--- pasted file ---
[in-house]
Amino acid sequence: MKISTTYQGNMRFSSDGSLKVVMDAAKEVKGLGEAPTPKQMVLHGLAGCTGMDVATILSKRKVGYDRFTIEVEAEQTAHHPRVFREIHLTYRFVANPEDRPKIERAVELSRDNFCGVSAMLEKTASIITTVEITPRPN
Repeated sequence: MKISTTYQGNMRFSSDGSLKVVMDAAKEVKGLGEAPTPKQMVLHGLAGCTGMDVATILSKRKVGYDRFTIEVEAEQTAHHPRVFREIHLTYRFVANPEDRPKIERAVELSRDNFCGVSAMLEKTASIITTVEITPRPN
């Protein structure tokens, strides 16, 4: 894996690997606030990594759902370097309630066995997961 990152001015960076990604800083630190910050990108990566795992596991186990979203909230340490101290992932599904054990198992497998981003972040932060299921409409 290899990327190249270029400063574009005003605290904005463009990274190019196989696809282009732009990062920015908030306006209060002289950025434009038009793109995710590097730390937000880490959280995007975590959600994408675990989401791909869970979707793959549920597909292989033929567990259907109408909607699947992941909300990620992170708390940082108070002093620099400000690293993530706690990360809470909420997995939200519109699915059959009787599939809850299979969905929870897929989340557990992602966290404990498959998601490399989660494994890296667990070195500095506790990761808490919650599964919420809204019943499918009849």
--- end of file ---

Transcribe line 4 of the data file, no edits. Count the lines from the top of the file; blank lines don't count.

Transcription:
């Protein structure tokens, strides 16, 4: 894996690997606030990594759902370097309630066995997961 990152001015960076990604800083630190910050990108990566795992596991186990979203909230340490101290992932599904054990198992497998981003972040932060299921409409 290899990327190249270029400063574009005003605290904005463009990274190019196989696809282009732009990062920015908030306006209060002289950025434009038009793109995710590097730390937000880490959280995007975590959600994408675990989401791909869970979707793959549920597909292989033929567990259907109408909607699947992941909300990620992170708390940082108070002093620099400000690293993530706690990360809470909420997995939200519109699915059959009787599939809850299979969905929870897929989340557990992602966290404990498959998601490399989660494994890296667990070195500095506790990761808490919650599964919420809204019943499918009849």